What I'm Watching: Crazy Rich Asians

To say I was excited about “Crazy Rich Asians” would be putting it mildly. For evidence, see my Twitter feed. However, it is in instances such as these when great anticipation risks being met with greater dissatisfaction. Especially when you consider enough time has passed for an entire generation to be born and raised for an entirely Asian cast after "Joy Luck Club" in 1993. Talk about pressure. But after catching an early screening this week, I am happy to say that this is not one of those times.

Prior to sitting down to watch "Crazy Rich Asians", I had read the novel it is based on. I will spare you the “in the book” comparisons and leave a link down below should you want to purchase a copy for yourself but I will say what director John M. Chu, screenwriters Adele Lim and Peter Chiarelli, and the rest of the team behind this film managed to do is capture the tone and themes presented on the page by Kevin Kwan in fantastic fashion. The creative liberties that were taken to condense over five hundred pages to a hair over two hours – including the combining of characters, and yes, even the exclusions of some subplots – are entirely justified and do not detract from the story.

Copyright Warner Bros

Rachel Chu (Constance Wu) is a confident, intelligent, beautiful young woman. She is nothing shy of an incredible catch for any lucky man. Besides, she’s Chinese just like her boyfriend, Nick Young (Henry Golding) so surely, when she travels to Singapore to meet his family for the first time she won’t feel like a fish out of water immersed in a culture akin to her own. Her confusion at her mother’s nerves is – to most – completely understandable. For those of you in families that have left their homeland and ever been back to visit, this might be one of those parts where you sit back and say in your mind, “Oh, honey.”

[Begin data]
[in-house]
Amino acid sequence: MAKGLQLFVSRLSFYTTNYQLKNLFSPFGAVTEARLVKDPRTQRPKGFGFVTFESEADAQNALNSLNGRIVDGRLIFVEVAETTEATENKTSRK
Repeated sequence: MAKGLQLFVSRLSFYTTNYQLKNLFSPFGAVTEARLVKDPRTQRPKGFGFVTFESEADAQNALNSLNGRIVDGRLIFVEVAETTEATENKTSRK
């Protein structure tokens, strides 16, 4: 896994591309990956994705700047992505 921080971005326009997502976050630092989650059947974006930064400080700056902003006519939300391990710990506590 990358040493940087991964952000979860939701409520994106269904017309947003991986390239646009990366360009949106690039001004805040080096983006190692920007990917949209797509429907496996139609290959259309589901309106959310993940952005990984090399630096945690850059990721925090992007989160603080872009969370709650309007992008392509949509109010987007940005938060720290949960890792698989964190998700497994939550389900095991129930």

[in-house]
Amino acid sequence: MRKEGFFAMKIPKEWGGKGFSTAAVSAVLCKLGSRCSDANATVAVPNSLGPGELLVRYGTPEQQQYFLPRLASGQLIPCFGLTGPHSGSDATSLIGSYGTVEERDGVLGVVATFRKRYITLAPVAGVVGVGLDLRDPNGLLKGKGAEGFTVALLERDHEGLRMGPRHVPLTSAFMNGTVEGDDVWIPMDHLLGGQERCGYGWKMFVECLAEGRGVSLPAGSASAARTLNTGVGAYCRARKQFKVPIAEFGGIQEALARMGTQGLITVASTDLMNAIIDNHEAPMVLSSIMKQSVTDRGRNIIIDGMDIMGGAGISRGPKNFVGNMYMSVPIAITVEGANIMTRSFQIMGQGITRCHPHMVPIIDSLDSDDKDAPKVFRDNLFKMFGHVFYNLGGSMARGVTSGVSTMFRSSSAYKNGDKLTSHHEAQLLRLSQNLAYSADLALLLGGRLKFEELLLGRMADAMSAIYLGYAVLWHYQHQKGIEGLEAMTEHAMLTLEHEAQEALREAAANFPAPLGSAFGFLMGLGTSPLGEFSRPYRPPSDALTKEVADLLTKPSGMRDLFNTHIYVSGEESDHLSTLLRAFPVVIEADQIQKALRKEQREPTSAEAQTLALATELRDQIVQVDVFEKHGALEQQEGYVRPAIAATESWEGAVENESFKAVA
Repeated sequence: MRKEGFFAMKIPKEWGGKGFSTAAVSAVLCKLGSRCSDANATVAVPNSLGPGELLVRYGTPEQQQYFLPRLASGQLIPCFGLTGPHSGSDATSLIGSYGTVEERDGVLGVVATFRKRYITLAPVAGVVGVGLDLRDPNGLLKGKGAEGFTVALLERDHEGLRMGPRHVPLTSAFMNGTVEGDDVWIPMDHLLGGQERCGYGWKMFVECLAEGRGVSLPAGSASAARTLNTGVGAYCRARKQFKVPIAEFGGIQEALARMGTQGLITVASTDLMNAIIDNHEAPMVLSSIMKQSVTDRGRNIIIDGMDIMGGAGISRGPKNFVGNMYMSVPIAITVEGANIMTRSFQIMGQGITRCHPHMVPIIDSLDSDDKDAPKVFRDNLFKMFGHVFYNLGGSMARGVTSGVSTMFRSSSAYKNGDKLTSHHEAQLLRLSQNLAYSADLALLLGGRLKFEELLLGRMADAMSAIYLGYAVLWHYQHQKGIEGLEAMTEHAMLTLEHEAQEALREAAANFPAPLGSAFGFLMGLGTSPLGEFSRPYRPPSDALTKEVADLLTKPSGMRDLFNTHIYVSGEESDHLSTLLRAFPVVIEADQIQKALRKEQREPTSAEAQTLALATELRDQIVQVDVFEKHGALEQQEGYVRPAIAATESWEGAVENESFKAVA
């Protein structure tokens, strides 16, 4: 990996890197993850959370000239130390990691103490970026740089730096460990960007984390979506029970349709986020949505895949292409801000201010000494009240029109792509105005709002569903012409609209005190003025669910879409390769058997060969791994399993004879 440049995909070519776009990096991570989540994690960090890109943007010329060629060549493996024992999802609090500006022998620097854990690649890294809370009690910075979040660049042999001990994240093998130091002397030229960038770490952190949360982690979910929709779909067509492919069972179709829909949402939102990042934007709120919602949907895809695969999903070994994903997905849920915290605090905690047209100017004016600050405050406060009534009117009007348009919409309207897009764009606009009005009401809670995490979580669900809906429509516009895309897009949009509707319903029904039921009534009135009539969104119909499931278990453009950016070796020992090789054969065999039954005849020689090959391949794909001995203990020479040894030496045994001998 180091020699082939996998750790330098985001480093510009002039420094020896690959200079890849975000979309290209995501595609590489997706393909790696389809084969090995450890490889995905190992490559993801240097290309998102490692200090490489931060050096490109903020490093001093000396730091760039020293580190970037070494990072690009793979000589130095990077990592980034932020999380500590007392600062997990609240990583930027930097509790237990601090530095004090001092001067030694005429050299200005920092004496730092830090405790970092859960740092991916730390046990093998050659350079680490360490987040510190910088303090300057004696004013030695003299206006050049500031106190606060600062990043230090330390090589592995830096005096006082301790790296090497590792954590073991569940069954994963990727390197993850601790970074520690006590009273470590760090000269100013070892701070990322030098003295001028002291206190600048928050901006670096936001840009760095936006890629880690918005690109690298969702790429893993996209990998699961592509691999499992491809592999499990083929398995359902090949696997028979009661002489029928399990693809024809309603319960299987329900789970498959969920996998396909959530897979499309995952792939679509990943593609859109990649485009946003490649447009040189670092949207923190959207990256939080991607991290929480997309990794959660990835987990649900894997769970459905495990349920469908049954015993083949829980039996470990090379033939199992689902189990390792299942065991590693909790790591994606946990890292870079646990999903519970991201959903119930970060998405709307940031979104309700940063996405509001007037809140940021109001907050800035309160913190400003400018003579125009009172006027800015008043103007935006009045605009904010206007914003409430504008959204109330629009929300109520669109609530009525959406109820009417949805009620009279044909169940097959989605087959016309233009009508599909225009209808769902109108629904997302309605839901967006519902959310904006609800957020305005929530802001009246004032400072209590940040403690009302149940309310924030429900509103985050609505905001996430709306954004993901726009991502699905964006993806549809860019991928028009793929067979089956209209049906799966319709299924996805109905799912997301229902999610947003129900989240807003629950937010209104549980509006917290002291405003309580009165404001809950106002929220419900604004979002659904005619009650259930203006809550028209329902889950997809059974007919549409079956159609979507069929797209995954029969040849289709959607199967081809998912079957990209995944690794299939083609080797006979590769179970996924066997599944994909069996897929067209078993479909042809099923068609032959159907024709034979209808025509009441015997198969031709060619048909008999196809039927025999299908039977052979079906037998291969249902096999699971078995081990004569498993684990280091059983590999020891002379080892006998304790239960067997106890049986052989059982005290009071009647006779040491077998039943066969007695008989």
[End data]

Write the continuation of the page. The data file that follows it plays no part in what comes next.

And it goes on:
The movie wastes no time educating us on how tightly knit the community Nick comes from is despite spanning the globe. The short introductory sequence could be perceived as throwaway or even cartoonish in its demonstration of how quickly information travels but in the span of three minutes, also demonstrates the resources available the multiple antagonists have at their disposal to make it impossible for Rachel (Constance Wu) to have any control over the first impression her boyfriend’s circle has of her. She’s the poor sod bringing a knife to a gunfight and the battle starts before she’s even boarded the plane. First class.

The torment both overt and covert Rachel suffers at the hands of Nick’s relations causes Rachel to question not only whether the love she shares with her boyfriend is enough to overcome the obvious obstacles they will face if they stay together but also whether she is enough within herself to be a part of a world she thought she knew so well that was proving to be entirely foreign. Or perhaps more accurately, that she is entirely foreign. This. This is what stood out to me the most and in my opinion, makes this movie a love letter to the Asian diaspora.

Copyright Warner Bros

I wouldn’t blame you for calling this an “Asian” movie. I mean, “Asian” is literally in the title. It takes place in Asia, we are repeatedly reminded of the Chinese-ness of the characters - but the setting of the book and film in Singapore is under-emphasized. At least, its affluence is played up rather than its influences. Kwan and Chu do their best to make note of this rich intermixing of cultural groups by bouncing between languages and putting the city’s street food scene on display. Like the metropolis, its inhabitants, and its cuisine, this film takes what is beautiful about its heritage(s) to create something all its own. Neither completely Asian nor completely Western. It is in this melding of flavors that "Crazy Rich Asians" truly shines to prove to all – and more importantly to ourselves – no matter if you're Asian, African American, Hispanic, or a mutt like me, we are enough.

Click HERE to purchase tickets at a theater near you.
Click HERE to purchase a copy of the novel by Kevin Kwan or visit your local bookstore.
And, click HERE to read my previous blog on inequality in the film industry.